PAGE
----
3D printing is an additive manufacturing technique that creates three-dimensional objects by building successive layers of raw material such as metals, plastics, and ceramics. They work from the ground up and pile on layer after layer until the object looks exactly like it was designed.
Let's take a look at how far 3D printing has impacted different industries.
Aerospace parts are not cheap. They are made of high quality material that is able to withstand tough conditions.
When developing prototypes, there is a chance that they may fail and result in high costs, and loss of time to assess the part.
To tackle this problem, aerospace engineers have taken to 3D printing inspection tooling to reduce costs spent assessing for low-volume parts and speed up the entire development process.
E.g. For each individual aircraft, companies have hundreds of fixtures, guides, templates, and gauges 3D printed, generally with 60 to 90 percent reductions in cost and lead time compared to other manufacturing processes.
The automotive industry has advanced over the years. Manufacturers, like Audi and Volkswagen, are printing low-volume tooling at a fraction of the traditional price, giving designers and engineers more time to test the concept models.
E.g., Motorsport uses carbon fiber because it offers interesting properties, including high stiffness, high tensile strength, low weight, high chemical resistance, high temperature tolerance and low thermal expansion.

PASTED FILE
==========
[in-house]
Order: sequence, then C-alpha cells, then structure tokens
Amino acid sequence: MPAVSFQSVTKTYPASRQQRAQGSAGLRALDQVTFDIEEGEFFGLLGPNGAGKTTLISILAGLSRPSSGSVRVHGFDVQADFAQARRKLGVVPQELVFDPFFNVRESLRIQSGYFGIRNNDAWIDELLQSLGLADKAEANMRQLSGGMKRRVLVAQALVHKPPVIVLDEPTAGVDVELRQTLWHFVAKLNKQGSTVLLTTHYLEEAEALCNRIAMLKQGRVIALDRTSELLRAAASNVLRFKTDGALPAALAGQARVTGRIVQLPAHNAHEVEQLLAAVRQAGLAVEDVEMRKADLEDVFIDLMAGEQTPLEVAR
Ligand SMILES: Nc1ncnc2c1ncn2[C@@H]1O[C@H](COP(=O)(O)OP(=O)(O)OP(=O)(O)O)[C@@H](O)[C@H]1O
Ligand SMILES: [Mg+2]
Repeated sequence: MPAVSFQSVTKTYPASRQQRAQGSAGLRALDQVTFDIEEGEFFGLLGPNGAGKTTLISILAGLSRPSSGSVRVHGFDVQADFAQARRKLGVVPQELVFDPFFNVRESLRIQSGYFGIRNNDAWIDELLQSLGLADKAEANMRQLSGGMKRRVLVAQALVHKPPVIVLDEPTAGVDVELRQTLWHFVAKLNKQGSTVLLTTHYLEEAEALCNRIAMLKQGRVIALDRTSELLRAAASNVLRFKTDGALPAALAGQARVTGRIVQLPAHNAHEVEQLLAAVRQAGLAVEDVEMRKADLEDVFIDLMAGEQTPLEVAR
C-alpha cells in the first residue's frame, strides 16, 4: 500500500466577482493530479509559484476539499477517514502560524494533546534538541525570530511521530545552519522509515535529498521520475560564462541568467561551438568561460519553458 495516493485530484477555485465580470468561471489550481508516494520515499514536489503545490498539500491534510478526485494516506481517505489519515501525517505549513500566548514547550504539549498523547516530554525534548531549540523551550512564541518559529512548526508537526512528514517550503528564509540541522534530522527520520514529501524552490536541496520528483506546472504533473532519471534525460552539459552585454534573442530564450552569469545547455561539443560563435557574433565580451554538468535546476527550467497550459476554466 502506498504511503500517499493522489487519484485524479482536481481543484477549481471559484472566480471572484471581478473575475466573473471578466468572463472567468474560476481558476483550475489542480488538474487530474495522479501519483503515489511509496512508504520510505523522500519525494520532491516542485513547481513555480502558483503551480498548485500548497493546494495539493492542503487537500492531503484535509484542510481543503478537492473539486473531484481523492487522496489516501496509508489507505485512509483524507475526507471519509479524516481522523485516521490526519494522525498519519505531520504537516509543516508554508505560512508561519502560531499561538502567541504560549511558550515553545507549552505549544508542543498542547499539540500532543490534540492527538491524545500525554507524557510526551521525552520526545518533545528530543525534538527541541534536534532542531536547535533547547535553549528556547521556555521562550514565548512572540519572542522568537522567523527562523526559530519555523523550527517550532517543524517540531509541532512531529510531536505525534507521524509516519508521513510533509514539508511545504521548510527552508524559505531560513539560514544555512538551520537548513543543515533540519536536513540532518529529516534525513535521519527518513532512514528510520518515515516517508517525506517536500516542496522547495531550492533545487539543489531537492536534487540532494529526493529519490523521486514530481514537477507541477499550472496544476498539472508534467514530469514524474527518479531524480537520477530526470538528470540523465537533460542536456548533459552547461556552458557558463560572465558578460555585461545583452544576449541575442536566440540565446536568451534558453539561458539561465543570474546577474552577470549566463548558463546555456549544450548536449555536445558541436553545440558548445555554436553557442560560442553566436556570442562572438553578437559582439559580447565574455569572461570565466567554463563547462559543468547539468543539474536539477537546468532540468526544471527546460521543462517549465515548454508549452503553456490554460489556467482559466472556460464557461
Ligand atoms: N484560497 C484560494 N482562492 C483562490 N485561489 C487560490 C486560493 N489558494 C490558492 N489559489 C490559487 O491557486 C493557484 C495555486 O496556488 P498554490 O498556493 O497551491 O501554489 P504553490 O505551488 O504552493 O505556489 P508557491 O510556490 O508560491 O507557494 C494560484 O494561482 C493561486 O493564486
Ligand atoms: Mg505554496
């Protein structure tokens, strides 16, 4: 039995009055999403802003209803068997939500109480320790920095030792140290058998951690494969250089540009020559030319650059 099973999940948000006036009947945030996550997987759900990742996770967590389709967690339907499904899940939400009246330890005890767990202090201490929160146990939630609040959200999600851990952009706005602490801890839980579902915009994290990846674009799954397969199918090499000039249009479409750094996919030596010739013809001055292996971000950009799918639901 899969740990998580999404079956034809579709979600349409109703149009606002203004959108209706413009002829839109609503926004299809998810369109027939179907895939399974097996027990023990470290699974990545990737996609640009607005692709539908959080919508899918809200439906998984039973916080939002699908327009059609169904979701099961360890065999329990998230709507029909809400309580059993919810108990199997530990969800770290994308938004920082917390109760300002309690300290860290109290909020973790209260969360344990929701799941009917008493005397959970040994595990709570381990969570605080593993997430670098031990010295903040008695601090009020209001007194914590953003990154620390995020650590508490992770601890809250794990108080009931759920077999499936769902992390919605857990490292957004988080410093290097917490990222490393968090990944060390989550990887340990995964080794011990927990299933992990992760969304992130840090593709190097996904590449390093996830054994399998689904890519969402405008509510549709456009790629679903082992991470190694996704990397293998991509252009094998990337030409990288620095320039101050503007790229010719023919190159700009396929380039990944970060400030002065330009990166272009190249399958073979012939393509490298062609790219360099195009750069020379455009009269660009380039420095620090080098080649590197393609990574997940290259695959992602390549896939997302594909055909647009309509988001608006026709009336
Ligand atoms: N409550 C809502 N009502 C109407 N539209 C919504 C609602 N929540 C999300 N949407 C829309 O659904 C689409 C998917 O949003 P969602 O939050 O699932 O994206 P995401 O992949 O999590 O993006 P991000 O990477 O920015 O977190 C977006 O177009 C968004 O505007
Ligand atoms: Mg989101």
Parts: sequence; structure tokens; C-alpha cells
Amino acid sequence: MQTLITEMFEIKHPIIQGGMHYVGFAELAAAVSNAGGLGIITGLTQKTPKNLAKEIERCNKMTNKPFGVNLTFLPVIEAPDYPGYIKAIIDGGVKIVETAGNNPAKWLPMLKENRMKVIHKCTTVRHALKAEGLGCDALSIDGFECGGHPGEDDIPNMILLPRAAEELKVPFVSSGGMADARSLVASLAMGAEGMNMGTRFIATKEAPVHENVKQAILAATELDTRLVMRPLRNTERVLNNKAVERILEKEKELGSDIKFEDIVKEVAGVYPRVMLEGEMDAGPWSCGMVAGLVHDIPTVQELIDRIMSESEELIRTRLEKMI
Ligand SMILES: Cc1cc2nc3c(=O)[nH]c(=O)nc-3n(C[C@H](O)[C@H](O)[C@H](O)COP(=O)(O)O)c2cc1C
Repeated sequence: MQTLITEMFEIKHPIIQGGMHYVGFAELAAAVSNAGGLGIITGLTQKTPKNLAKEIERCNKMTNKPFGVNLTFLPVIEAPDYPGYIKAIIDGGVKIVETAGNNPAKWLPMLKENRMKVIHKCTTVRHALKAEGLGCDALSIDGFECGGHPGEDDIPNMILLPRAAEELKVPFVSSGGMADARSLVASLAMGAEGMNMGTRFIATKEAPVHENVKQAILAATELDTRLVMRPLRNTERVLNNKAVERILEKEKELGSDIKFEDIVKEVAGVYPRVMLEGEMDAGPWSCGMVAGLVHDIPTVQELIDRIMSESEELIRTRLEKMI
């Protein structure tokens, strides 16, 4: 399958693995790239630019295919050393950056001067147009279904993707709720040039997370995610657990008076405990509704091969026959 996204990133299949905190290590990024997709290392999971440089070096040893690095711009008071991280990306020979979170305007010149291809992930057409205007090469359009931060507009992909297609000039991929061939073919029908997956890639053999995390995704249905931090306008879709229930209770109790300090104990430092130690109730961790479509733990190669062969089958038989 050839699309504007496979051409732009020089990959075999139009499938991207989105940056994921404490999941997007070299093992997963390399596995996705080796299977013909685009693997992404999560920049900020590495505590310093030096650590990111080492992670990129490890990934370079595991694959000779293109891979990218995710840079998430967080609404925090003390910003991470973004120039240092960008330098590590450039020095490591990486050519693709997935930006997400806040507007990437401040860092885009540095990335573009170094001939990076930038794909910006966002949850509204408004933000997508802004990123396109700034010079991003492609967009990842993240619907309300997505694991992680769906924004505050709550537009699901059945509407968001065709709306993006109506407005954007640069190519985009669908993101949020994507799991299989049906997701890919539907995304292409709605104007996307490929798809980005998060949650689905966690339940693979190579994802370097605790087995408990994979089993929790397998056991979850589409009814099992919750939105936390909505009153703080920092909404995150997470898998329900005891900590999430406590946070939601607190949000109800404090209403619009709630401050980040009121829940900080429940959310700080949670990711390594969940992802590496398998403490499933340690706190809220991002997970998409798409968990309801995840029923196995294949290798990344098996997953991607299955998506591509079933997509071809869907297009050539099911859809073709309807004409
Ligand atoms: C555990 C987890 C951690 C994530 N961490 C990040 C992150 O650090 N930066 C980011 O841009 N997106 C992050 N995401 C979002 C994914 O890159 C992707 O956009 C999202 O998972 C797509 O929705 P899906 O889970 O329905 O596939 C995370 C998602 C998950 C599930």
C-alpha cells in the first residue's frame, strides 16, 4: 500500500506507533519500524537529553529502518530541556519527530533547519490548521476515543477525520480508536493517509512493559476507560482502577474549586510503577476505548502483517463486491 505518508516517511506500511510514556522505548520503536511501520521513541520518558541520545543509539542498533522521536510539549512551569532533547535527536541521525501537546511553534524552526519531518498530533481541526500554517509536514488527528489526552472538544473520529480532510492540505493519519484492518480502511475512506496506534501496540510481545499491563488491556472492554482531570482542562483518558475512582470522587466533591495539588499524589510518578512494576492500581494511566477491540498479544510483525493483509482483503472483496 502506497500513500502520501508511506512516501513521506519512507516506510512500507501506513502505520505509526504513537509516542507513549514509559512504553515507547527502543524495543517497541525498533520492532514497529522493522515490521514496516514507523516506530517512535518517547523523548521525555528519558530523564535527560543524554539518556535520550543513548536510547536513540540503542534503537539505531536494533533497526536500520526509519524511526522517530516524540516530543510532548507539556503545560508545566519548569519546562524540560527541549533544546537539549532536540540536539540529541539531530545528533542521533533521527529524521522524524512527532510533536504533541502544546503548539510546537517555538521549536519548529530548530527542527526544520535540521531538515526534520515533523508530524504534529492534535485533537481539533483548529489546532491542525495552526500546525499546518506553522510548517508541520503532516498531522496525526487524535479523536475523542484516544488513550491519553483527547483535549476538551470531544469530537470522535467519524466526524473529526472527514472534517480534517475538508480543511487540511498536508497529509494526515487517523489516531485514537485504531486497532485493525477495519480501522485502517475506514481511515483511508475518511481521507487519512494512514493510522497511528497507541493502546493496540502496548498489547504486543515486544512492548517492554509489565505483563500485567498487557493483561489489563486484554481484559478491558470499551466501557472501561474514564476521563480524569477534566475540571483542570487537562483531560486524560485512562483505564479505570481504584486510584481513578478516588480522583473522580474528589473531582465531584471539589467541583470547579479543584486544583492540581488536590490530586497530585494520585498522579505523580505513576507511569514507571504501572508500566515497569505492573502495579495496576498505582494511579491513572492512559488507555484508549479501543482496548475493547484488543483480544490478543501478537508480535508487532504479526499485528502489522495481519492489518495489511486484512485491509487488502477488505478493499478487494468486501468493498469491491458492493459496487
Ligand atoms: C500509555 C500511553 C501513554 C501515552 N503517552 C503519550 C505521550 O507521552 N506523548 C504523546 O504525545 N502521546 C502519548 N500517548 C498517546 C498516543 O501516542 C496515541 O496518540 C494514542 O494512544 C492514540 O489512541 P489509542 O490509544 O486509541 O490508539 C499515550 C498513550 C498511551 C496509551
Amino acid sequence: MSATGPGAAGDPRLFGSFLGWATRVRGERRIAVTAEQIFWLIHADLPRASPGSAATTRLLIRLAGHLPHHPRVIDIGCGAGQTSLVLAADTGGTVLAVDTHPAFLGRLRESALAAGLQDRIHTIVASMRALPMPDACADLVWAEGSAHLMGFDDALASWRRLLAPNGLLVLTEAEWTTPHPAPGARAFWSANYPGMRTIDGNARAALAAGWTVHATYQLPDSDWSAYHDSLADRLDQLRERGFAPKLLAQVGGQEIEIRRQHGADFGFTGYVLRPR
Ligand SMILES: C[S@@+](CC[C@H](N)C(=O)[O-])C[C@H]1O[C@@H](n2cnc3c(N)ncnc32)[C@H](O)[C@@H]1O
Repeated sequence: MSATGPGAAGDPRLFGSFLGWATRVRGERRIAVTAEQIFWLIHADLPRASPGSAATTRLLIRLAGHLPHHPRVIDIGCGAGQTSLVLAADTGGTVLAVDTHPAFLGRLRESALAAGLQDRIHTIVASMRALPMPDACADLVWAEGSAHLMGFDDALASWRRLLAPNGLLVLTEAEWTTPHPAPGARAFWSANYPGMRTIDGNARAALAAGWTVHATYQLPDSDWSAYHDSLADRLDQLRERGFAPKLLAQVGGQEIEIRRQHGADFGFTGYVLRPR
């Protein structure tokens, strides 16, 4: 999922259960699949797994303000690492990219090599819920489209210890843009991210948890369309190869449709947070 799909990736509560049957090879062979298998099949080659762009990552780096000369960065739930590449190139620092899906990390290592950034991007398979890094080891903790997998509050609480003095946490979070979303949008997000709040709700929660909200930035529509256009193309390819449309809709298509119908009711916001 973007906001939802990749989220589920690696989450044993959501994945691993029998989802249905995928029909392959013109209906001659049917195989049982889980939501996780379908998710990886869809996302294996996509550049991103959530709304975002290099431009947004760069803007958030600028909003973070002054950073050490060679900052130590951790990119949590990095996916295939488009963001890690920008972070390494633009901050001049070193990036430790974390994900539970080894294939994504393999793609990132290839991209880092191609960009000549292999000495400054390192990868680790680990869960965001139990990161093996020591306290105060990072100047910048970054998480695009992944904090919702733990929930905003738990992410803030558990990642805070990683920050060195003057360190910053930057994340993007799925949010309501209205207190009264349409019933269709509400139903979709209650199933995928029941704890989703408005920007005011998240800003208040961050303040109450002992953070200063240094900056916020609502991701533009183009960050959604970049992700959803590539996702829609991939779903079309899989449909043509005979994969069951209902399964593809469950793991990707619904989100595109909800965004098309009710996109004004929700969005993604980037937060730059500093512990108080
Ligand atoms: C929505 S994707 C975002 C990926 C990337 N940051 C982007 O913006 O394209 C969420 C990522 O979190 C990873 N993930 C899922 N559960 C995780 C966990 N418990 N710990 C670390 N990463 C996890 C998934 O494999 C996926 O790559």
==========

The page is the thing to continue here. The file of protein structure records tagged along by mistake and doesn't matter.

3D Printing has boosted the way architects view their models.
It helps them to understand the texture better compared to what they see digitally.
Architects can easily modify 3D structures and keep producing prototypes faster. It also reduces the cost and waste generated by a significant margin.
E.g., Architects pitch to their clients using 3D printed models because these are highly detailed, and they provide a clearer picture of what the final project looks like.
Currently, Organ Printing for medical applications is in the developing stages. Nevertheless, we know how quick the medical industry is evolving. It is just a matter of time.
Large-scale manufacturers are investing in a so called “Point-of-Care” manufacturing - an on-demand creation of 3D Printed medical products based on the patient’s imaging data.
E.g., Models, prosthetics and surgical guides help as a tool for doctors to have an idea about the patient during a potential surgery.
Multiple kitchens around the world are trying to adapt to Additive Manufacturing and the numbers are increasing day by day.
With this technology, people have a wider range of products to choose!
This just does not open doors to a bigger menu to choose from but has many advantages too.
• Food wastage will decrease
• Healthier options
• Organic consumption will increase
E.g., Upprinting, a company that takes unwanted and discarded food and uses it to create paste filament that in turn is used to create 3D Printed food that can be stored for an extended amount of time.
We are entering the fourth stage of the industrial revolution (Industry 4.0) -- a fusion of advances in artificial intelligence (AI), robotics, the Internet of Things (IoT), 3D printing, genetic engineering, quantum computing, and other technologies.
Moreover, industries like Aerospace, Automotive, Architectural, Medical and Food and many smaller industries can benefit a lot from this revolution.
Additive Manufacturing is growing and someday, it will take over the conventional method of doing everything!